Monday, February 22, 2016

Over at Cyborgology: Distance as Authentic

A quick note that Cyborgology published my short essay, Distance as Authentic: Modernist Tropes of an Amish Woman on the Internet.  It is a critique of the narrative framing employed in a recent Atlantic interview with a woman, Emma, who grew up in an Amish community and, at the age of 18, left that community to seek a new life in the modern American setting.  Emma is asked several questions about her adjustment to living in our modern, connected world and what sort of insights she can provide as someone who grew up without online technology being omnipresent in her upbringing.  The following is a quote from the piece:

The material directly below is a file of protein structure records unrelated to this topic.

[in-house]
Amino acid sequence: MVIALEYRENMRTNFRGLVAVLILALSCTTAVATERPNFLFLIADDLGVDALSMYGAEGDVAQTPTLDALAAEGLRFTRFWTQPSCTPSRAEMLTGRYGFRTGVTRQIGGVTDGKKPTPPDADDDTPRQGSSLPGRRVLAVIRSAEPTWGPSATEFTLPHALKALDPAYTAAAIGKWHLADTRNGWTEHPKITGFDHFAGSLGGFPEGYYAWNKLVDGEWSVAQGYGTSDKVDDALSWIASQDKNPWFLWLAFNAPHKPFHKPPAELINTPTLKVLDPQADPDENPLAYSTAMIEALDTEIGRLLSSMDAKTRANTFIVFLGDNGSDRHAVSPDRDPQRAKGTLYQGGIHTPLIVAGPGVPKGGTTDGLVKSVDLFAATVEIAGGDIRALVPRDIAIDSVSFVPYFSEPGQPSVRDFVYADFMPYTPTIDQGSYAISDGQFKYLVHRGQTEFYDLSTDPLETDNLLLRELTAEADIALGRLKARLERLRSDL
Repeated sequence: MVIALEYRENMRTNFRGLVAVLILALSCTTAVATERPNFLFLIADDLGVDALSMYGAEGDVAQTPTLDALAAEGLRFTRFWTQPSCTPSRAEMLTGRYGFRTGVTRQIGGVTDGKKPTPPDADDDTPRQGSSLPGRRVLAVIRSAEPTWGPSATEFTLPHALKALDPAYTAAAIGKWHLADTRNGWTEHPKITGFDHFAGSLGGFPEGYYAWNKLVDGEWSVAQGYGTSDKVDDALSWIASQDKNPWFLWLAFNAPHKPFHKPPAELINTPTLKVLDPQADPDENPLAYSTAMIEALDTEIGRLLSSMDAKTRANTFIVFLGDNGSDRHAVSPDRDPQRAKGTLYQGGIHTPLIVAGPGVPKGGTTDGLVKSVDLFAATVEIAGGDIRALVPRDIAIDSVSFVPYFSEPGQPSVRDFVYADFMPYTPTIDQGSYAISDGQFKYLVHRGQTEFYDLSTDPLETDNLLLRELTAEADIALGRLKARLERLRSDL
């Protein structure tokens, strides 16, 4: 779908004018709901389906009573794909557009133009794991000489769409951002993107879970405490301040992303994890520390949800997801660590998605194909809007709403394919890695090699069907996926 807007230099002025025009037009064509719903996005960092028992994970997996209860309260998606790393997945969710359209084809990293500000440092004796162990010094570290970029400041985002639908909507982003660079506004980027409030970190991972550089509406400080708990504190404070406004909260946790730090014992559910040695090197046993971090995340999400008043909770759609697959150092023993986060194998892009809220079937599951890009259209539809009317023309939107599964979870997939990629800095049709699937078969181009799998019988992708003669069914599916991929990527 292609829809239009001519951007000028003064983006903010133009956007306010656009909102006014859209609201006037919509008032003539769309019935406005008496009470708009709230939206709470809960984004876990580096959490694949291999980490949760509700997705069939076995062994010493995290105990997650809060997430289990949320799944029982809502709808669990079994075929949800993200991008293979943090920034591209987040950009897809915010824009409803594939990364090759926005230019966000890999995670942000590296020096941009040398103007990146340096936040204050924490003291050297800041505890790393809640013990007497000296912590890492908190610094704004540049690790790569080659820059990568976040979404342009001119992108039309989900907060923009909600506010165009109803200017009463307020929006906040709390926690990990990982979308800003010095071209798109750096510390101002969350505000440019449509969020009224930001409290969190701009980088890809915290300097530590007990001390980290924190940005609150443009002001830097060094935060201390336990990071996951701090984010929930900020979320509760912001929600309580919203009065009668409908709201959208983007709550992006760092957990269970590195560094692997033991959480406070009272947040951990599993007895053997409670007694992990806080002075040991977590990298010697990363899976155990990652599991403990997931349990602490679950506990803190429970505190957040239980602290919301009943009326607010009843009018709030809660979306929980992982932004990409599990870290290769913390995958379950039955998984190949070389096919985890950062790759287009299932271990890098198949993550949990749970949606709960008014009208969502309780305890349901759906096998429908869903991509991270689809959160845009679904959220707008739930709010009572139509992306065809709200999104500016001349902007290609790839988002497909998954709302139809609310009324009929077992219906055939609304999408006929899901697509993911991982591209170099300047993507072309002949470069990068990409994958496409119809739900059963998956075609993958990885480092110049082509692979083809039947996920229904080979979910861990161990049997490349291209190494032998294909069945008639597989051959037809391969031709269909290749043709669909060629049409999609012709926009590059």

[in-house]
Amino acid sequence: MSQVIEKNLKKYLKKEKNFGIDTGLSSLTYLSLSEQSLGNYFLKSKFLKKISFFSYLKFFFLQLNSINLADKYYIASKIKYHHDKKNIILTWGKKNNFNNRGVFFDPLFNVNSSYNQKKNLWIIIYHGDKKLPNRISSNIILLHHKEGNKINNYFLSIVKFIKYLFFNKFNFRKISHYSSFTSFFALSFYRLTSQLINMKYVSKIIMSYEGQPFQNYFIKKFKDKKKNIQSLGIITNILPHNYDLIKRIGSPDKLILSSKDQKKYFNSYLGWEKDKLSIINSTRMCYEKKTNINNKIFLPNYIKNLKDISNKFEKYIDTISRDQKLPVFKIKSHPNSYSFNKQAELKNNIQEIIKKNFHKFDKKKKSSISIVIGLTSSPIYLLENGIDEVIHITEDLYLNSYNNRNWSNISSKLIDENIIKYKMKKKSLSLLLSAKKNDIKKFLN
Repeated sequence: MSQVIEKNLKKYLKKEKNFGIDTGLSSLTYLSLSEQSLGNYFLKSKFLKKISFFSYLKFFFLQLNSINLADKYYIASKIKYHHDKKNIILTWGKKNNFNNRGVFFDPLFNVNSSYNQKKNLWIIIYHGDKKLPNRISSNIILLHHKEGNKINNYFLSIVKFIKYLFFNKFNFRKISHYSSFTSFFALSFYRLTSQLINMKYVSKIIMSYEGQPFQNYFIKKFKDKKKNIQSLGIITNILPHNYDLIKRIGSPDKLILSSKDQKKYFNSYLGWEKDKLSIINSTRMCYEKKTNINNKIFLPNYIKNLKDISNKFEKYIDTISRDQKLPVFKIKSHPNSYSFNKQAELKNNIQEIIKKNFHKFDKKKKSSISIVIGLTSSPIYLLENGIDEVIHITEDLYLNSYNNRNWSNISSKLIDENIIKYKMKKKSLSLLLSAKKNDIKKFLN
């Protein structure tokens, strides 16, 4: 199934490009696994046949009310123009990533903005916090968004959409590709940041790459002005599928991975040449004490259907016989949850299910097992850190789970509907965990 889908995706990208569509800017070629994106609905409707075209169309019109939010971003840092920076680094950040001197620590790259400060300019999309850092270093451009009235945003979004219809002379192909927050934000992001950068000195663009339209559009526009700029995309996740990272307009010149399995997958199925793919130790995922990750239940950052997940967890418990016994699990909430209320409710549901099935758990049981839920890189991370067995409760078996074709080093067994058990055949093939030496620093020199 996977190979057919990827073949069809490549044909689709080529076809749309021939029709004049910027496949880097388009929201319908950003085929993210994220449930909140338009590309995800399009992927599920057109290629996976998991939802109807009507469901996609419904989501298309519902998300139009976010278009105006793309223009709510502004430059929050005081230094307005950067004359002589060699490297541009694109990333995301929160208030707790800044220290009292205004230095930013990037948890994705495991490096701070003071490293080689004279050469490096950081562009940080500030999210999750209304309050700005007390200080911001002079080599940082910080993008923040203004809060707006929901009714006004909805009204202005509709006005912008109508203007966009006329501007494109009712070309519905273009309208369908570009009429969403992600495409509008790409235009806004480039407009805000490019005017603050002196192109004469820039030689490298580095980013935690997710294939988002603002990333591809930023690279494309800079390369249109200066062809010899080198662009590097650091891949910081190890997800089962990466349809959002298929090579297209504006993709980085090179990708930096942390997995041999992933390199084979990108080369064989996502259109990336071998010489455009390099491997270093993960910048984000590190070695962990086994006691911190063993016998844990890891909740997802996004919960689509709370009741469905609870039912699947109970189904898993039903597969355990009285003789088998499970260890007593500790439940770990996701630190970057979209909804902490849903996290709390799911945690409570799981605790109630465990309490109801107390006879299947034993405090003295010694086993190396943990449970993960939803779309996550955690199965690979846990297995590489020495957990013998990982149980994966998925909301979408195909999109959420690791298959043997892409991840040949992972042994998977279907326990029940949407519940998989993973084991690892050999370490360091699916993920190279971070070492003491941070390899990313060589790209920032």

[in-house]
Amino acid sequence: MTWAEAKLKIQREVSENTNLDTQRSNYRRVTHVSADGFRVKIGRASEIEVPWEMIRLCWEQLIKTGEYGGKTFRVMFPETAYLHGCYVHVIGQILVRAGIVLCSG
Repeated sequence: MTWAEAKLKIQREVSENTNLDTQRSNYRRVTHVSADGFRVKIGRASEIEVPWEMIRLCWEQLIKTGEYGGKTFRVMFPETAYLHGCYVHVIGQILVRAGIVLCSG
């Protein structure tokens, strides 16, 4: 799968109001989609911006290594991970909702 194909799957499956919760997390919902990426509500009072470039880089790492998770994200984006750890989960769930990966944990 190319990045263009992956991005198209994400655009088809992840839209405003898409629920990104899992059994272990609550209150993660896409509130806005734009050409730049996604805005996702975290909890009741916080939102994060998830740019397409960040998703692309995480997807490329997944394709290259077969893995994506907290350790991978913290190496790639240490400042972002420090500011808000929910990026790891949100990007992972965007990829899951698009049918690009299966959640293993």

But the Atlantic interview does more than explore current anxieties related to the Internet; it taps into older conceptions of modern identity even as it subtly alters these conceptions for its own post-modern use. By suggesting that Emma’s perspective allows us to better evaluate our condition in the ‘connected world’, the Atlantic interview reveals its own indebtedness to turn of the century modernist projects that favor ahistorical identities and introduce anxieties tied to the production of modern citizens.
 Read the entire essay over at Cyborgology.

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